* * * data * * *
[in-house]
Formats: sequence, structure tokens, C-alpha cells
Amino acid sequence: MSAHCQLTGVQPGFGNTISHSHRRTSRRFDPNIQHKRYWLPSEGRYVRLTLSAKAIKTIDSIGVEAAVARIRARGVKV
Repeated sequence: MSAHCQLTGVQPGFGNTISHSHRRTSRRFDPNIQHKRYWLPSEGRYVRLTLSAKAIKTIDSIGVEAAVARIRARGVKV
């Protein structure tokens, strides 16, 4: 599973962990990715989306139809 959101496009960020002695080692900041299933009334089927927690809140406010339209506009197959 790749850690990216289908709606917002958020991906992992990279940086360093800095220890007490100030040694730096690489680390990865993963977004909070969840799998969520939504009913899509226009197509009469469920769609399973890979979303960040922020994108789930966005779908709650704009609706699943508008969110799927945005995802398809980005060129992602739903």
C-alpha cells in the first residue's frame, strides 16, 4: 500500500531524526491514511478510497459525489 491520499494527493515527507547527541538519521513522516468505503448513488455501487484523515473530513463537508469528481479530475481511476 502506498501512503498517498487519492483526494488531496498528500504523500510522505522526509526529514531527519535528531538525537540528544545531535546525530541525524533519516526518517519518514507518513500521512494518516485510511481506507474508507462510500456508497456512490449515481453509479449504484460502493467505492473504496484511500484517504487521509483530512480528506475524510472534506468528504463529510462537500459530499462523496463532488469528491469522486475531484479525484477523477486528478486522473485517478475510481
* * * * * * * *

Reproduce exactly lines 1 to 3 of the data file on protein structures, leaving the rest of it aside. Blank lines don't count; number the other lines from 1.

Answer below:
[in-house]
Formats: sequence, structure tokens, C-alpha cells
Amino acid sequence: MSAHCQLTGVQPGFGNTISHSHRRTSRRFDPNIQHKRYWLPSEGRYVRLTLSAKAIKTIDSIGVEAAVARIRARGVKV